An itch caused by another condition usually affects your whole body and doesn't cause a rash. You might also start itching after the treatments for some of these illnesses. Kidney dialysis, chemotherapy, and radiation therapy have it as a side effect. (Learn more about chemotherapy side effects.)

If the itch has been bothering your for a while and you can't figure out what's causing it, make an appointment to see your regular doctor or a dermatologist. You should get checked out quickly if the itch comes on suddenly, if it affects your whole body, or if you have other unusual symptoms, like a fever, night sweats, or unexplained weight loss.

A doctor can often tell what's going on by looking at your skin. They'll ask you about any other symptoms you're having and if you have any allergies. They may also give you:

  • Blood tests to look for causes like anemia or liver problems
  • A chest X-ray to look for signs of cancer  
  • A biopsy (examining a small piece of skin under a microscope) to pinpoint skin diseases 

Depending on what's causing it, your doctor may prescribe medicine or other treatments to help relieve your itch. That can include:

Corticosteroid creams. These are often used for psoriasis and eczema. 

Other topical treatments. You may get a lotion or cream that contains a pain reliever, an antihistamine, or an immune-suppressing medication. 

Oral medications. Drugs that work throughout your body to stop itching include antihistamines, corticosteroids, antidepressants, and drugs that calm your immune system.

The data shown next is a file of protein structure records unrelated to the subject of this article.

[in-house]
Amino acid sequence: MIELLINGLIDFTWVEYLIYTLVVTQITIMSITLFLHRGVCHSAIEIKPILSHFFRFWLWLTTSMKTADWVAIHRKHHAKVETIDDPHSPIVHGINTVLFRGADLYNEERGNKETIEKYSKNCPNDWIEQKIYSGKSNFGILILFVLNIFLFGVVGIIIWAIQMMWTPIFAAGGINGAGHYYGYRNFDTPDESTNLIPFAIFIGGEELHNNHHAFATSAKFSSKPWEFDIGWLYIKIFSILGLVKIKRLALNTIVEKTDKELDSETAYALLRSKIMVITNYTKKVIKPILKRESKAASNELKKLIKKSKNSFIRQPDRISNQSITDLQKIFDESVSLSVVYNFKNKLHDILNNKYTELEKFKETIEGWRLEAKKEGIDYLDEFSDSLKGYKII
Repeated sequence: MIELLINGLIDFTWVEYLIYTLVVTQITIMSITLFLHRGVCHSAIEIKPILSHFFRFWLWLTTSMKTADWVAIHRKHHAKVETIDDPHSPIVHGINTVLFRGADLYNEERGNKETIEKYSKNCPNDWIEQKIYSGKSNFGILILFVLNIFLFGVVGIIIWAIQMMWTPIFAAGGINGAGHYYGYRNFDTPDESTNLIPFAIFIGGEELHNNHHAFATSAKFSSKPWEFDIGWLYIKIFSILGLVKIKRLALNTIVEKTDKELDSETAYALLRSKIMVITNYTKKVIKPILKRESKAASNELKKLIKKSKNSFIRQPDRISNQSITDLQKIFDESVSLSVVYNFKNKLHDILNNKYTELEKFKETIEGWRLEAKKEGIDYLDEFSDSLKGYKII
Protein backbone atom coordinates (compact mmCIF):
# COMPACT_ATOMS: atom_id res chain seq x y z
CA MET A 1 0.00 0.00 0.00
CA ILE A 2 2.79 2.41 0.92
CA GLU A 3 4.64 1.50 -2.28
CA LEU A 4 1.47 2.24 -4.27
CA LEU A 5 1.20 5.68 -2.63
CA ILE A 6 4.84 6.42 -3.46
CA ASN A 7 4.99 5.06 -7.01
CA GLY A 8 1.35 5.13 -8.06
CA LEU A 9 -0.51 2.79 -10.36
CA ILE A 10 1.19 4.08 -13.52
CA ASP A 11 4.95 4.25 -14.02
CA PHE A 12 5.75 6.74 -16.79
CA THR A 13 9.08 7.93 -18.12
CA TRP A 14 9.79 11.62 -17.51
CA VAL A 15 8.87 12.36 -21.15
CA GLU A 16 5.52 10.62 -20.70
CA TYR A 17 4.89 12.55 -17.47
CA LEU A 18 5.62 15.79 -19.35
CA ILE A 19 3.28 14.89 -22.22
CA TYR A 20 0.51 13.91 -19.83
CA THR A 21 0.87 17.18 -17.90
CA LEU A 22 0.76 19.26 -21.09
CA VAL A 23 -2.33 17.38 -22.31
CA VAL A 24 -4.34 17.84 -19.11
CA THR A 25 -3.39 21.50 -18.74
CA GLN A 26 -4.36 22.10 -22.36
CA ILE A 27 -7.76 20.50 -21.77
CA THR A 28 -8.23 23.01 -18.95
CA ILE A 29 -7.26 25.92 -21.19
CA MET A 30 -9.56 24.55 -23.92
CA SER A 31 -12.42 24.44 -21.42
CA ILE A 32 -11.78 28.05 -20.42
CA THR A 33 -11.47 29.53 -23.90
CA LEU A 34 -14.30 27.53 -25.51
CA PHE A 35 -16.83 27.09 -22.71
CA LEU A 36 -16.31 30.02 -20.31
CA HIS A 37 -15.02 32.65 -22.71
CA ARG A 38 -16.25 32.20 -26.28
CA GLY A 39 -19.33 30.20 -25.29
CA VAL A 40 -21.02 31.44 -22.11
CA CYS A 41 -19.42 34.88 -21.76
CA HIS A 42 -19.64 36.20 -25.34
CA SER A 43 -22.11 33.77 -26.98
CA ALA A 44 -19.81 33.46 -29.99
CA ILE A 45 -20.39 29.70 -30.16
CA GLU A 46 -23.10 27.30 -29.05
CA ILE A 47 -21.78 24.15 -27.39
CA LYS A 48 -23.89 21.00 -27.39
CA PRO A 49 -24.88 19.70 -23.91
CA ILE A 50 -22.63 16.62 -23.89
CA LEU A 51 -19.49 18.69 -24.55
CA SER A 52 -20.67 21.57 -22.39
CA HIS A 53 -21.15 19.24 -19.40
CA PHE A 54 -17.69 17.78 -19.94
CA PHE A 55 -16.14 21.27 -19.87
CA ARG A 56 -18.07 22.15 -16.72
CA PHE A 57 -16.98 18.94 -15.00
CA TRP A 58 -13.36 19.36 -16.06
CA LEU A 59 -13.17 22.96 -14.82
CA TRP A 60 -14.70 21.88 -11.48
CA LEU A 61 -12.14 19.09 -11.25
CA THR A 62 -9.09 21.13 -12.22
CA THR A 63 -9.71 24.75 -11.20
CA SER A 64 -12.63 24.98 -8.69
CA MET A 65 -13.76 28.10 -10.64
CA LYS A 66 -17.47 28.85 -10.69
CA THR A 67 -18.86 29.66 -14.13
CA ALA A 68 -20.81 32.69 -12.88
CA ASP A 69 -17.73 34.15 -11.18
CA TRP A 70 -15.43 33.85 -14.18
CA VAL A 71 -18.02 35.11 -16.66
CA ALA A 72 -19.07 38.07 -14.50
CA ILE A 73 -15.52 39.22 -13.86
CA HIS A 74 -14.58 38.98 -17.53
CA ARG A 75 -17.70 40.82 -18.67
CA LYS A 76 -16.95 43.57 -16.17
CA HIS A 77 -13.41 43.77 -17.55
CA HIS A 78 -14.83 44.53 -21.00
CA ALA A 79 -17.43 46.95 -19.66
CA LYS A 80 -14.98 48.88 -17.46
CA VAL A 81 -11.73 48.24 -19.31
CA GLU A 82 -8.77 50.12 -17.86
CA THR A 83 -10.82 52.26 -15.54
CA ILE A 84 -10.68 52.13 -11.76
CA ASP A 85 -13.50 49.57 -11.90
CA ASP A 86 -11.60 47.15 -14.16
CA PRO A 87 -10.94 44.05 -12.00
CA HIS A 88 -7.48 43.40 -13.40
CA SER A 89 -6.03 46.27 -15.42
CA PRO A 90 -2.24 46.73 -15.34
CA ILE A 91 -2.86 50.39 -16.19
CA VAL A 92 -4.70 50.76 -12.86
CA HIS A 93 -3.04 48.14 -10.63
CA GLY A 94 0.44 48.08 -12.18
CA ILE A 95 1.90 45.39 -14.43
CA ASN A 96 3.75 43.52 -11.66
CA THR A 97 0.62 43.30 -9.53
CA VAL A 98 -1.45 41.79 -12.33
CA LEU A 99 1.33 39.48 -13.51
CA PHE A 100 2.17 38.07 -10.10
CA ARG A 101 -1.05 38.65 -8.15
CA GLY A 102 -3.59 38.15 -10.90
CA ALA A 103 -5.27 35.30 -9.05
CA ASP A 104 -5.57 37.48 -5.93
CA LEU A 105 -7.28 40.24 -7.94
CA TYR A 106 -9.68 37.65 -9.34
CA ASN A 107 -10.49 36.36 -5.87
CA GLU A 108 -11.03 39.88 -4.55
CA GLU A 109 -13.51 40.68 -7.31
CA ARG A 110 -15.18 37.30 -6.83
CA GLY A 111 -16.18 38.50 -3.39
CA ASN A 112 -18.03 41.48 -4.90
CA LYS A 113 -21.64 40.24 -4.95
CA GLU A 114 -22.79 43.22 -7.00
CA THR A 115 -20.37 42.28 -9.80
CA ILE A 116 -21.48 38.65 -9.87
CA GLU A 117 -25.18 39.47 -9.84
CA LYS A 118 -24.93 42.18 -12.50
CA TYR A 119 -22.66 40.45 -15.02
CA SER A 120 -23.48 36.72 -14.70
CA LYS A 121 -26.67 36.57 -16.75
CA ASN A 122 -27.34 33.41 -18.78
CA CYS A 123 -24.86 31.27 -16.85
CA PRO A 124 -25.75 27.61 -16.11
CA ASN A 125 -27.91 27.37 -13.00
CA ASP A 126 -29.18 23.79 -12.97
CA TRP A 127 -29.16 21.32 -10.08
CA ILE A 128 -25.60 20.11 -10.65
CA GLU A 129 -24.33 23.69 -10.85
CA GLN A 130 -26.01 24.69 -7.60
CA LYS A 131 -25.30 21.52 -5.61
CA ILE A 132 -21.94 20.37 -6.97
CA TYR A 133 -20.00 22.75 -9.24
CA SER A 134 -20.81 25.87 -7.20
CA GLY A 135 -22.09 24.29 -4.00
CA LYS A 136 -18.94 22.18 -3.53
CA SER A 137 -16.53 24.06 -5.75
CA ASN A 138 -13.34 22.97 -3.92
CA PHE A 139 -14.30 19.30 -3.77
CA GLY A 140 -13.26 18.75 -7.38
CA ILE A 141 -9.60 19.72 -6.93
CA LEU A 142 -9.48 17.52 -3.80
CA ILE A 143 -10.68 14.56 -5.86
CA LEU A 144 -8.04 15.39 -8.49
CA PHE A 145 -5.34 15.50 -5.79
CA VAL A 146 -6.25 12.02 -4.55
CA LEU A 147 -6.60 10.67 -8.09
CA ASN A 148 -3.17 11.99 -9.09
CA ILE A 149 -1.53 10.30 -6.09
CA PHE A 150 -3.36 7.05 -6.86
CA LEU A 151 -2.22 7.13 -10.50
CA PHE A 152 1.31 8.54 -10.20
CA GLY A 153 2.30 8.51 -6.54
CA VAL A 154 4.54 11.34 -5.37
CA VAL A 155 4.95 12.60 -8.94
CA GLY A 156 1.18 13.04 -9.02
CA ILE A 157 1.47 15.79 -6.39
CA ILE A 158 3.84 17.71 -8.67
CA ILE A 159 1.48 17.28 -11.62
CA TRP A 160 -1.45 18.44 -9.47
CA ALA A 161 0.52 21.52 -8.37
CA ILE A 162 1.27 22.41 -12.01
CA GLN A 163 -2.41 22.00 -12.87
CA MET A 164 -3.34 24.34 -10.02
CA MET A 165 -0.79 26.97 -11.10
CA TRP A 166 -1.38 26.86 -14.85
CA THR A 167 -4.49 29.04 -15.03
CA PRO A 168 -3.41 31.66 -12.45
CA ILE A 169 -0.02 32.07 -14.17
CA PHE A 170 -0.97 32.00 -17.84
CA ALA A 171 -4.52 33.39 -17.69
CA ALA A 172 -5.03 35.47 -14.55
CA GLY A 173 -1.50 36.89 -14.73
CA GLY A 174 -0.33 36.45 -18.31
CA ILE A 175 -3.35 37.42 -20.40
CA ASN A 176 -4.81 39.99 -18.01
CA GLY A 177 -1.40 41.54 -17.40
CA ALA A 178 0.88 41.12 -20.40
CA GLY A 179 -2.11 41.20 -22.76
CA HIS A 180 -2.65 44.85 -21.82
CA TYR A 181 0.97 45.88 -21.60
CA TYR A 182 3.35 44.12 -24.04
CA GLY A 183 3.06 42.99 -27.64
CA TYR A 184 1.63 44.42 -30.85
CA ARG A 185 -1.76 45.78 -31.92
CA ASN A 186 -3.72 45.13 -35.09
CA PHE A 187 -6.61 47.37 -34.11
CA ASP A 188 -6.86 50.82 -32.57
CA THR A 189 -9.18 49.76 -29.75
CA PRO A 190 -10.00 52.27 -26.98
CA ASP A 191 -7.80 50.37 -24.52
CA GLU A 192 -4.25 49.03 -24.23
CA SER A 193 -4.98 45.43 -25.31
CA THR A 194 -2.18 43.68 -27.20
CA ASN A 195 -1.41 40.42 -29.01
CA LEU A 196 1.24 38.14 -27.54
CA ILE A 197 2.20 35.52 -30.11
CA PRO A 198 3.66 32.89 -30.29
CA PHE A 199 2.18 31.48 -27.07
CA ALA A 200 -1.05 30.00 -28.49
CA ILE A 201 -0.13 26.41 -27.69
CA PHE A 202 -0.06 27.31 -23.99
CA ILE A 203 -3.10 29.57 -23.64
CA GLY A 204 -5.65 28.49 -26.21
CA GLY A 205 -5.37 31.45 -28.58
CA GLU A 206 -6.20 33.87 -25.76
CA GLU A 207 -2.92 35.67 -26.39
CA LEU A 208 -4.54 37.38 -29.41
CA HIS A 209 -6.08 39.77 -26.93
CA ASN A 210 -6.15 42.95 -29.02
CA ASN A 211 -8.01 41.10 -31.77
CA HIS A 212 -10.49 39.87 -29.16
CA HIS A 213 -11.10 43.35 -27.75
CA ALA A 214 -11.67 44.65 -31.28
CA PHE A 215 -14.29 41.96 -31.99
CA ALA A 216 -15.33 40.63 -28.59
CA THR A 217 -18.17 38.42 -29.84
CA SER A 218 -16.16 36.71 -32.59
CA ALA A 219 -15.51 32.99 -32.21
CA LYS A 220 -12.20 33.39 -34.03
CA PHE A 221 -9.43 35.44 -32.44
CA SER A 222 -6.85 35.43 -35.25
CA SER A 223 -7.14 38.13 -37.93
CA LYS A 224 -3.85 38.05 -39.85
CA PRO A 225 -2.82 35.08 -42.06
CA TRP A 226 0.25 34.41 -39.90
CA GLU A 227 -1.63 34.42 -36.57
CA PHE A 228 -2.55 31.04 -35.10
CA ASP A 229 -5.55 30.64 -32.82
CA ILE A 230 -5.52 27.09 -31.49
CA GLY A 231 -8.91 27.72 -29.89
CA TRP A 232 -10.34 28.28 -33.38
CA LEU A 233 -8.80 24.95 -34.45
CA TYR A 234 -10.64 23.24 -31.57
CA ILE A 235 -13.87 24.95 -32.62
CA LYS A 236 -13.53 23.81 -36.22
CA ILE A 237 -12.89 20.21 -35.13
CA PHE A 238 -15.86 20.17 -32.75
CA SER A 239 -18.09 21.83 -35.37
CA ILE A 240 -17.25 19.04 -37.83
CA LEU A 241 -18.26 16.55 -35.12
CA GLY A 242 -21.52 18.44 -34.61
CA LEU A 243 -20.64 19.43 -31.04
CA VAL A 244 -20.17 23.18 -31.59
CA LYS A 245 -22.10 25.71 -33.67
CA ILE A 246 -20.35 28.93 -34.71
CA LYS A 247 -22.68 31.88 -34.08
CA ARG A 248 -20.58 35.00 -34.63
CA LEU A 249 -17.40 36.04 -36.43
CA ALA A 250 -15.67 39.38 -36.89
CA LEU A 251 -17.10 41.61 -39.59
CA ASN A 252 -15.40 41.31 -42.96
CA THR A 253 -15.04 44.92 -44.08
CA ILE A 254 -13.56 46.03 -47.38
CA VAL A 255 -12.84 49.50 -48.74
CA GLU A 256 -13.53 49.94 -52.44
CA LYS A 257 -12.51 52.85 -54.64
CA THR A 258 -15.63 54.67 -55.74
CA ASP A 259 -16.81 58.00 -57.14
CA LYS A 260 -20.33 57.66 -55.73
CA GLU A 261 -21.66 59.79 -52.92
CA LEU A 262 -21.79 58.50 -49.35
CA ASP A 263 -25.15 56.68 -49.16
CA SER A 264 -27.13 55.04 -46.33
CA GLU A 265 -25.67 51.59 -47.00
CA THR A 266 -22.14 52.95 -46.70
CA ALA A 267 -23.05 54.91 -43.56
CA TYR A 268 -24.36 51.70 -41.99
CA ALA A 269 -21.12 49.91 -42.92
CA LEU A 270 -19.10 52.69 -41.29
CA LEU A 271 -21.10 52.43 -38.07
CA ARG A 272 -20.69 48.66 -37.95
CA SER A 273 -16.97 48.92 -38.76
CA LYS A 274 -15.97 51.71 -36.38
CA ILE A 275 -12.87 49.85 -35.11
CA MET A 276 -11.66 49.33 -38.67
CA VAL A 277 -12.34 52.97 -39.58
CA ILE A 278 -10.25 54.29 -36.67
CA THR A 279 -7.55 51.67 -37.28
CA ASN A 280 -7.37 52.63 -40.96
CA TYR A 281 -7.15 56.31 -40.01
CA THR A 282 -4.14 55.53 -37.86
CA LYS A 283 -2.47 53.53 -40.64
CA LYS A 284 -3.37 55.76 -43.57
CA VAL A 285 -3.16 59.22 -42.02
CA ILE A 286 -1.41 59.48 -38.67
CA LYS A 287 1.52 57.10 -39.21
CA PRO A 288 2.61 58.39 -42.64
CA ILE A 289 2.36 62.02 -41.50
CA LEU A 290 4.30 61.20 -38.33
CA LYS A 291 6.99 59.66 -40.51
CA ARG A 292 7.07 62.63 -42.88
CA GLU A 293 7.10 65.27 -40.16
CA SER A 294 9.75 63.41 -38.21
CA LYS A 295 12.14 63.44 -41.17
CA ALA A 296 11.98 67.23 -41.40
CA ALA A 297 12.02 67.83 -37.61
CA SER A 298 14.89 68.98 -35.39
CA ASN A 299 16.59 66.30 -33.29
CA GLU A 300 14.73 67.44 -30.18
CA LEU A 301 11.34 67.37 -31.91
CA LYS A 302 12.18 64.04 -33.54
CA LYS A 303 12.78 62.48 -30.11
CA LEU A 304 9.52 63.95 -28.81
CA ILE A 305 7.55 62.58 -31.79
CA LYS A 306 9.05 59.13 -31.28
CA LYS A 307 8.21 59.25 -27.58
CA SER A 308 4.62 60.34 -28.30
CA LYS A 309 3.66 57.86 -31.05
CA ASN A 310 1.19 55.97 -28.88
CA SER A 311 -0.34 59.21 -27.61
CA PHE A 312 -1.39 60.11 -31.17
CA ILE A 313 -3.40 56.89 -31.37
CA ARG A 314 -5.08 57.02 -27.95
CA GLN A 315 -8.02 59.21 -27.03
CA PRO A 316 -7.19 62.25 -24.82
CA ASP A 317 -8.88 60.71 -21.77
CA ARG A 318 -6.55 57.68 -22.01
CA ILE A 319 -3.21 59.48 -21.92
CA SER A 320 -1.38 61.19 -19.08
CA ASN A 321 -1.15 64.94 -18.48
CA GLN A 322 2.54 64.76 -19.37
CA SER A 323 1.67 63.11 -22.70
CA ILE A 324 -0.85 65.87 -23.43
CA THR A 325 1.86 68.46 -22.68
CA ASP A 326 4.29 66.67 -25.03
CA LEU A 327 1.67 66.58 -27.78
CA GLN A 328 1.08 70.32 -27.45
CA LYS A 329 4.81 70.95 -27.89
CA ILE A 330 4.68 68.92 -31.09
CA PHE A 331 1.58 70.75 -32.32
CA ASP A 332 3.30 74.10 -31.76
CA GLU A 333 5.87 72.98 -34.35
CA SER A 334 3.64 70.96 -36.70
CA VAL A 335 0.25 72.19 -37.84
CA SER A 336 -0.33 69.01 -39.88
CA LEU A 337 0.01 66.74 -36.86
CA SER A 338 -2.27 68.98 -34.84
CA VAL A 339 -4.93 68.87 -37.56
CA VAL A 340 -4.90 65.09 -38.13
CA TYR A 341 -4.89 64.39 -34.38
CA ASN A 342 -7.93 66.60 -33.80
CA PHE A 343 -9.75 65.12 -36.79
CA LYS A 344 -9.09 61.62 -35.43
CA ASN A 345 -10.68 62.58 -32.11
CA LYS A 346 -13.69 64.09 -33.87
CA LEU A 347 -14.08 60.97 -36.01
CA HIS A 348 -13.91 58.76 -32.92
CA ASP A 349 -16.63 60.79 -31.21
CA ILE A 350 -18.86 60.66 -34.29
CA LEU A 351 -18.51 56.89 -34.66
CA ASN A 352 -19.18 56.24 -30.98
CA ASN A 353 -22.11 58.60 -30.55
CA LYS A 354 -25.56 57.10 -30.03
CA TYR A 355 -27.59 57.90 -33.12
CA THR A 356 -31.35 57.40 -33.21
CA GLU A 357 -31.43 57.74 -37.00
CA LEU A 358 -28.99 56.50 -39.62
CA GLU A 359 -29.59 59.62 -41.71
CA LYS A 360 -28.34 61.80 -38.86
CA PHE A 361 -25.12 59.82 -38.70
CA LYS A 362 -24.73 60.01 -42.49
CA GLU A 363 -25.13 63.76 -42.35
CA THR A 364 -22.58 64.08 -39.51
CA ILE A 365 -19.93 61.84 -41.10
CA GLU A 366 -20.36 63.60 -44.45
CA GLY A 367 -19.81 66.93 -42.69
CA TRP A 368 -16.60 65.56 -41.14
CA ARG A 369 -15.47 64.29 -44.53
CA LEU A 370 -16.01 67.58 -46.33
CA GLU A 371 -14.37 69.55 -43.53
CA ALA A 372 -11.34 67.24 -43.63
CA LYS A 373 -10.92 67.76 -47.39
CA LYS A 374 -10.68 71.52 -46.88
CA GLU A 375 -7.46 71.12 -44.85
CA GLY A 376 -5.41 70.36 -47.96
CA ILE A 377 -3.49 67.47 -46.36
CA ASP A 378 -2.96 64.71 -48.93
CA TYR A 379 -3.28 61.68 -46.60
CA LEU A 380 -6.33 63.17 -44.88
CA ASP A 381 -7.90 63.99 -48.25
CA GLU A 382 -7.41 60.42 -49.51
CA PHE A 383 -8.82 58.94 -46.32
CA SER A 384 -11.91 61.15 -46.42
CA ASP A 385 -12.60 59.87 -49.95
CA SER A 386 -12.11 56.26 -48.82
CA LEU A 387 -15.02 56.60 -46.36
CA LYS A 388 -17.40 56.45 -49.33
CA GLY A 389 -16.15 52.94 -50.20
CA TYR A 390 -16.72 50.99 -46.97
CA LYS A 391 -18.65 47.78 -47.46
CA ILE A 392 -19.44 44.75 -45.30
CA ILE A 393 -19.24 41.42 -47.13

Phototherapy. Certain types of itching can be relieved by exposing skin to ultraviolet light.

If you have a medical condition, getting treatment for that may end the itch.   

You may be able to ease an itch on your own by taking special care of your skin. These tips can also help soothe your skin while you're getting additional medical treatment.

  • Use moisturizer after you bathe while your skin is still damp.
  • Try an over-the-counter anti-itch cream, or one that has a cooling or numbing effect.
  • A medicated shampoo can help with an itchy scalp.
  • Cover itchy skin with a cool, damp cloth a few times a day. 
  • Make your shower quick, and don’t use very hot water.
  • Use mild, hydrating soaps.
  • Soak in a tub with cool water and a skin-soothing treatment like Epsom salts, baking soda, or an oatmeal-based bath product. 
  • Take an over-the-counter allergy medicine.
  • Drink lots of fluids to stay hydrated.
  • Use a humidifier.
  • Try not to scratch. It can make a rash worse and lead to an infection.
  • Choose clothing with soft fabric, and use cosmetics and laundry products meant for sensitive skin. 
  • Get plenty of rest and reduce stress.
  • Keep cool.

Itching can be caused by many things, from dryness to skin diseases and other illnesses. You may be able to soothe it yourself by giving your skin some extra care. If you can't get relief, see your doctor to find out what's causing your itch and what's the best treatment.   

What is body itching a symptom of?

Your skin often itches because it's dry, or because something that touches it is irritating it. It's also a symptom of skin diseases and infections. It can be a reaction to a medication, or connected to being pregnant. Less often, itching can be a sign of a more serious condition, like liver or kidney disease, thyroid problems, nervous system dysfunction, or blood cancers.   

How can I stop my body from itching?

You can try to soothe an itch by keeping your skin moisturized, avoiding things that irritate your skin, and using an over-the-counter anti-itch cream. If that doesn't help, see your doctor about finding the cause and getting the right treatment. 

When should I worry about itching?

Itching can mean something serious if it comes on suddenly with no obvious cause, if it affects your whole body, or if you have other symptoms you can't explain, like weight loss, fever, or night sweats. You should also see your doctor if your itch isn't getting better with treatment, or if it's keeping you from sleeping.